Qantas must immediately resume flying its planes following Fair Work Australia's decision early this morning to terminate the airline's industrial action, says the ACTU.
ACTU Secretary Jeff Lawrence said Qantas CEO Alan Joyce now had no excuse not to restart all services after his extraordinary and pre-meditated decision to ground the entire Australian fleet on Saturday afternoon.
Mr Lawrence said Qantas employees would turn up for work today ready to do whatever was necessary to get the planes back in the air. He welcomed the government intervention which had been the circuit breaker in the dispute, and said the next priority was to resume negotiations in a spirit of reconciliation.
"This decision by Fair Work Australia removes any reason for Qantas to ground its planes," he said. "The tribunal has sheeted home to Alan Joyce full responsibility for the actions which caused massive disruption to the travel plans of thousands of Australians and the economy.
"The decision means Qantas must negotiate about the legitimate claims over job security and outsourcing unions have been pursuing for 15 months. This is a sensible decision by the bench.
"It is a pity it took government intervention to force management back to the bargaining table after such needless disruption. But it now means we can get back to negotiating in good faith, as unions have been seeking to do for weeks.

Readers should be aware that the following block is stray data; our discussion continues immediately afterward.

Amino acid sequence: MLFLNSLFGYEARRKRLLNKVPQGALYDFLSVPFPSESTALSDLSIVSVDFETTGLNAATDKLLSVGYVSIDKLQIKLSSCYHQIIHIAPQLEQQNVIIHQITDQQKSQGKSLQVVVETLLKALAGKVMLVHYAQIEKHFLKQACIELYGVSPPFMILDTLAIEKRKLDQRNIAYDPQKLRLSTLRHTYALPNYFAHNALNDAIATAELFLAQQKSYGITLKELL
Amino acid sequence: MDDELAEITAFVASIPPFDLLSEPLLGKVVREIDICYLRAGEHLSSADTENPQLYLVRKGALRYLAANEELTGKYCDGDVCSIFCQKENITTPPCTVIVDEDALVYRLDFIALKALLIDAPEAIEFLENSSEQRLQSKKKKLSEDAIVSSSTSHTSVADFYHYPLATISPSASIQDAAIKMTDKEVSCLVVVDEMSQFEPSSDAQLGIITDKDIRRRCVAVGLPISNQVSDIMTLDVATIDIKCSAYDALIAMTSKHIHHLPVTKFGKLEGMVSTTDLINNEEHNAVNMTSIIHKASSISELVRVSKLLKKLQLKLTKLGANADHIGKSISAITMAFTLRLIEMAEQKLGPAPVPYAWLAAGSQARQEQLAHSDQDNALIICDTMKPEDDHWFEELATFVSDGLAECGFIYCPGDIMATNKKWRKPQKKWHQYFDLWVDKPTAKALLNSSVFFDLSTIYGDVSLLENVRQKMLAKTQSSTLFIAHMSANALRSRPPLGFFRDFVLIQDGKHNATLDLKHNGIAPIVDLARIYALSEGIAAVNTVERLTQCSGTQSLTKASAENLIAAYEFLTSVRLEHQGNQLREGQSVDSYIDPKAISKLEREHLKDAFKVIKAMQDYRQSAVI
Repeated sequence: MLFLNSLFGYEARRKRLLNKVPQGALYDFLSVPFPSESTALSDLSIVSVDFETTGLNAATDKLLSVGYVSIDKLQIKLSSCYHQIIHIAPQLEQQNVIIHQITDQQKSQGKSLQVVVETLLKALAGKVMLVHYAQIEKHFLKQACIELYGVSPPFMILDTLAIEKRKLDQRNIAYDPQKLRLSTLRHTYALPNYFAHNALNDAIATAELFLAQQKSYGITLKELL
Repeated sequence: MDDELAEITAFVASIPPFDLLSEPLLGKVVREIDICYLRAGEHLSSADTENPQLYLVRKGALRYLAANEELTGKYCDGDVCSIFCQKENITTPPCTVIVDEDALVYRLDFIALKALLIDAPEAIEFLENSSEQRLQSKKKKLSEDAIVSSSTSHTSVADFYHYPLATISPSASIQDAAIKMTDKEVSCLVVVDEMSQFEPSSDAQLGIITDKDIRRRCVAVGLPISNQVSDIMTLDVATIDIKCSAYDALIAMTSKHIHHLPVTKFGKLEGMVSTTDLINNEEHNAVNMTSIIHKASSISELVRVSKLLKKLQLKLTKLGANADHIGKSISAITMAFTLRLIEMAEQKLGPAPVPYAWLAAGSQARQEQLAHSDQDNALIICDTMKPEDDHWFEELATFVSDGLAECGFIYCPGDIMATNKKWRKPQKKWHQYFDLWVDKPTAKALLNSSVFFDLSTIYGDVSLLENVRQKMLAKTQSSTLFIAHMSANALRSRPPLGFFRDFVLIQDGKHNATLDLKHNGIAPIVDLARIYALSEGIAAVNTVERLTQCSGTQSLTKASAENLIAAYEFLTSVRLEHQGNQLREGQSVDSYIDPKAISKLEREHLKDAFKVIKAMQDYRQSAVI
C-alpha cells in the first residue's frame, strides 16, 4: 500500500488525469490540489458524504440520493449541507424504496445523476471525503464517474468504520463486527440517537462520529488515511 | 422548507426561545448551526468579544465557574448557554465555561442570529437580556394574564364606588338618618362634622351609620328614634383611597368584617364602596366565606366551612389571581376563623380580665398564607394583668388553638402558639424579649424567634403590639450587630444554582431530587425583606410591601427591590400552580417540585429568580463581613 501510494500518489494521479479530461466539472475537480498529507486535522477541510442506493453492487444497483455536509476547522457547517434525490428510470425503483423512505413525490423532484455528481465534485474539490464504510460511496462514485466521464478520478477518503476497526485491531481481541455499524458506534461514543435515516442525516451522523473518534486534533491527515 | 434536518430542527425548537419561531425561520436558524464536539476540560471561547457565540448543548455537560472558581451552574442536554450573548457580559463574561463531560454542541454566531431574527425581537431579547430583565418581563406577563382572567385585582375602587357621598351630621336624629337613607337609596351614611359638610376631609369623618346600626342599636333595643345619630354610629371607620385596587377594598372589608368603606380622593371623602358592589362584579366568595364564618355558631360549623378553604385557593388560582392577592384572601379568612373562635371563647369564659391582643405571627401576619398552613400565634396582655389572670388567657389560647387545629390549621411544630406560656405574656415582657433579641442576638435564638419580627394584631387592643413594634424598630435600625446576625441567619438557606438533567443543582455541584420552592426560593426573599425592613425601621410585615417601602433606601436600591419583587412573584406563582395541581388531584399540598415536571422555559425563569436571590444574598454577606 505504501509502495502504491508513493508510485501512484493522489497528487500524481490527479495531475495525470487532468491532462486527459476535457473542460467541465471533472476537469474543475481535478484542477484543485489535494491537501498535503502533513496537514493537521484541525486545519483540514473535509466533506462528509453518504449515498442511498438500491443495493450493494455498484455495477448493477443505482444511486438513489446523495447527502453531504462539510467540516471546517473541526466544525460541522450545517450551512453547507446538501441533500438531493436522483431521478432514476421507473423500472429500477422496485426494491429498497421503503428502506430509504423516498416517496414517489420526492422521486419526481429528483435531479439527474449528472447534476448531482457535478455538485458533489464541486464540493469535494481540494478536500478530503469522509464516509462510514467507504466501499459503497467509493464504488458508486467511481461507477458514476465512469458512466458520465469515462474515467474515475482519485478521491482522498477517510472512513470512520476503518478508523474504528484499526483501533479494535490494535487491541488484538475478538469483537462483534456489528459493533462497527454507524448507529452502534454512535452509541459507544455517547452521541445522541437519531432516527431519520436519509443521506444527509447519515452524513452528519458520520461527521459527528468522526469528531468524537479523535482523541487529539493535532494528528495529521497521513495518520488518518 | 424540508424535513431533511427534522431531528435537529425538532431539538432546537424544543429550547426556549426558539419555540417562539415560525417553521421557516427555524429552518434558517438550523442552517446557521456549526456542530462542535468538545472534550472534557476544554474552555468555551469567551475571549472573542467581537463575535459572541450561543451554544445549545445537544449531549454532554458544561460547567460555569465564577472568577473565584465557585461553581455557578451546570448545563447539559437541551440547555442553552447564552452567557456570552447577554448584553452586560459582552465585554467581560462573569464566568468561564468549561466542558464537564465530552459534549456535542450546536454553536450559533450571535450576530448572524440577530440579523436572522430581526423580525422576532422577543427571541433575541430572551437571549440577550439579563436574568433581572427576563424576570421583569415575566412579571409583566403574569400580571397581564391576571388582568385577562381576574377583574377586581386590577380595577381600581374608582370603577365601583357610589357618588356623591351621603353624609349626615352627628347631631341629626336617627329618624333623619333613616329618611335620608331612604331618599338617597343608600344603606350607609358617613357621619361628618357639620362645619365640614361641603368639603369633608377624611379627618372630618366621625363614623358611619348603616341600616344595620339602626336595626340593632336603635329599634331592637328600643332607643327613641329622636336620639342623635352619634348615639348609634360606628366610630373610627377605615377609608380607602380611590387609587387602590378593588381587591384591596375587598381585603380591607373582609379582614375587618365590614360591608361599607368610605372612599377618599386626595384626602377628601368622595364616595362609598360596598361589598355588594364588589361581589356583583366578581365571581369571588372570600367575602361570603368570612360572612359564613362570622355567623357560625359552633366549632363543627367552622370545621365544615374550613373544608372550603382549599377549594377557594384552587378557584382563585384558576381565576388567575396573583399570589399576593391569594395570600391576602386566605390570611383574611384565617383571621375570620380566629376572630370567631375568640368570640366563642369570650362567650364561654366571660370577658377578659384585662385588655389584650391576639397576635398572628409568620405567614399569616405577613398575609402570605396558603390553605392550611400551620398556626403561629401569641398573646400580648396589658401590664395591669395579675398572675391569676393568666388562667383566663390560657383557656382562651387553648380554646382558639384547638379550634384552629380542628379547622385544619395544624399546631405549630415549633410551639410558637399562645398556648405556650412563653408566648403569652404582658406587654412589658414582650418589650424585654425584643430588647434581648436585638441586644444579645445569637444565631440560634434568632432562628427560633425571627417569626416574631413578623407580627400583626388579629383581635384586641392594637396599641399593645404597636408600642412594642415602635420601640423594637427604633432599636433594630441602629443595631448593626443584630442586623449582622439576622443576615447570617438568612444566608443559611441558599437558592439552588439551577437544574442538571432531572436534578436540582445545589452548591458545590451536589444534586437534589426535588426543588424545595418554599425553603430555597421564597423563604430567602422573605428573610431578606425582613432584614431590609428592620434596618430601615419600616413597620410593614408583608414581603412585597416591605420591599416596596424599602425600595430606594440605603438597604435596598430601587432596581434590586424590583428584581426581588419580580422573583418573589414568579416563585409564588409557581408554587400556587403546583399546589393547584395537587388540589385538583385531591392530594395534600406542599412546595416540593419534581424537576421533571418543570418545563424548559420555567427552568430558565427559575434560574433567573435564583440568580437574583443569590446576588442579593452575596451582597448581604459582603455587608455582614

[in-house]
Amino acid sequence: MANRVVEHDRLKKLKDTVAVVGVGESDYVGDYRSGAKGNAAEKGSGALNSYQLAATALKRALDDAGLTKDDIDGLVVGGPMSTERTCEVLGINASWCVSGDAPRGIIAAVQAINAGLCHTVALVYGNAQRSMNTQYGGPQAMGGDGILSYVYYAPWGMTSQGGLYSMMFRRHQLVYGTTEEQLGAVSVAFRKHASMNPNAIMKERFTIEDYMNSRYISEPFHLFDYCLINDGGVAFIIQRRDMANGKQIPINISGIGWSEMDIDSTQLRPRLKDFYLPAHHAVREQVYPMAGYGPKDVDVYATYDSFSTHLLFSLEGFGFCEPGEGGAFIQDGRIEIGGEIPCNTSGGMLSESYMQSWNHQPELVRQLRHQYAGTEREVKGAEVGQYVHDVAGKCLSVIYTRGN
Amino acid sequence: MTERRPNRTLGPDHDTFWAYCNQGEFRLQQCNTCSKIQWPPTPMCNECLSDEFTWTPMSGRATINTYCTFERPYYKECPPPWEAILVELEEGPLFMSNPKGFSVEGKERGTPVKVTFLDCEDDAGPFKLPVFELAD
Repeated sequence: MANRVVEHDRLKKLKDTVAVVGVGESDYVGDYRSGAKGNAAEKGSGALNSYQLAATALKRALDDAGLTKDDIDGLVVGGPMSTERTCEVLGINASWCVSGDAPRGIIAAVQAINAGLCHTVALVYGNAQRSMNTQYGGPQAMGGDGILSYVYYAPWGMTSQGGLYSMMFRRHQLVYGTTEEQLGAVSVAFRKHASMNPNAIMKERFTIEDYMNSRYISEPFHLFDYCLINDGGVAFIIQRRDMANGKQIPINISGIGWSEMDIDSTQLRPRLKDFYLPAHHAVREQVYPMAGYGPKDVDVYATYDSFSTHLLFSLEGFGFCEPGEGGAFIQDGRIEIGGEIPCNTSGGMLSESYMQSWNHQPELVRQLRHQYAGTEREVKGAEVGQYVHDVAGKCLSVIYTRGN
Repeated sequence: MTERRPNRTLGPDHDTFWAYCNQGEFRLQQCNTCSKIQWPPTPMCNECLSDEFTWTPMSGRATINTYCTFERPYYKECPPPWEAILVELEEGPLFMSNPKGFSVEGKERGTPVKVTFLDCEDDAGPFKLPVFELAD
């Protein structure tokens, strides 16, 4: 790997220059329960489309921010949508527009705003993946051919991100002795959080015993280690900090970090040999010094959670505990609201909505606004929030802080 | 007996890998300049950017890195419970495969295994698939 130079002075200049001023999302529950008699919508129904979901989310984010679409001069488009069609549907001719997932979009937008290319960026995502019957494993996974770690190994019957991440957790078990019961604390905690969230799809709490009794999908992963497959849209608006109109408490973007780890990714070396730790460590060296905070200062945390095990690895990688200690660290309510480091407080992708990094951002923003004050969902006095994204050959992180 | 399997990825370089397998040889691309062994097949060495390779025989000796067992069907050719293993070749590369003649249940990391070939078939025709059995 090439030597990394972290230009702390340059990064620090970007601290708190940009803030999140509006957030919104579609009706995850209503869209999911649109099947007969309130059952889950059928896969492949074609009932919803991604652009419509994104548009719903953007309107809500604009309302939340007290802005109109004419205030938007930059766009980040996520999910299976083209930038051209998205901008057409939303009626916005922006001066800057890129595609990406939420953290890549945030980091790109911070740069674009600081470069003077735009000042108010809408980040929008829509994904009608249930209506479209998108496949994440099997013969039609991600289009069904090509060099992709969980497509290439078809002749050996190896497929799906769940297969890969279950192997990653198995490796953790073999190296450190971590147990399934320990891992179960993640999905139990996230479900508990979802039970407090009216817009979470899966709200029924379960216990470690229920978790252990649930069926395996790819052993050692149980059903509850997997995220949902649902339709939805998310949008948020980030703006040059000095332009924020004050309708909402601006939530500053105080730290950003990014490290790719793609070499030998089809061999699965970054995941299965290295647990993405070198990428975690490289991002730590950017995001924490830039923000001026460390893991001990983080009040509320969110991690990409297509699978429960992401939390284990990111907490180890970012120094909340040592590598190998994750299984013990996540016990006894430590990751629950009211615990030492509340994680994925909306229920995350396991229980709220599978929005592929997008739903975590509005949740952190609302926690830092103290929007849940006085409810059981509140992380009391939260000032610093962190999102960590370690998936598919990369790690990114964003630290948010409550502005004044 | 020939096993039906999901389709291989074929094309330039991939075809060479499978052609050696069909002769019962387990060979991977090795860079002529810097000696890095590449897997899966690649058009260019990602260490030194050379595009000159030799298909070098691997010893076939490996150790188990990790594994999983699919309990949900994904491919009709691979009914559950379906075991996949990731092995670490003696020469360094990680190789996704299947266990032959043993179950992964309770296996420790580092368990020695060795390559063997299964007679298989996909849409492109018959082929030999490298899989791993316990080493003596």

"But Australians have a right to ask: what did Alan Joyce achieve with this decision to ground the fleet? Qantas has made headlines around the world for all the wrong reasons due to this management action. The damage to the brand is immeasurable.
"Thousands of passengers around Australia have been stranded because of Mr Joyce's action. And Qantas' entire workforce are now fearful about their future. And Qantas has failed in its meanspirited attempt to lock out workers pursuing legitimate industrial claims. Did Mr Joyce ever consider the innocent bystanders who would be affected by his action?
"But despite their shock and dismay at what Mr Joyce has done, Qantas workers have performed magnificently in the face of enormous pressure, and we pay tribute to them.
"It needs to be repeated that workers at Qantas are simply seeking to negotiate new pay and conditions, and some guarantees from management about job security. But bargaining at Qantas had broken down because of management's refusal to negotiate.
"Our immediate priority now is to work with management to get the planes back in the air, but then we will approach negotiations in a genuine spirit of conciliation and expect Qantas management to do the same.
"The key issue for negotiation is the future of Qantas jobs in Australia, and there must be a continuing role for the government during these talks to ensure job security."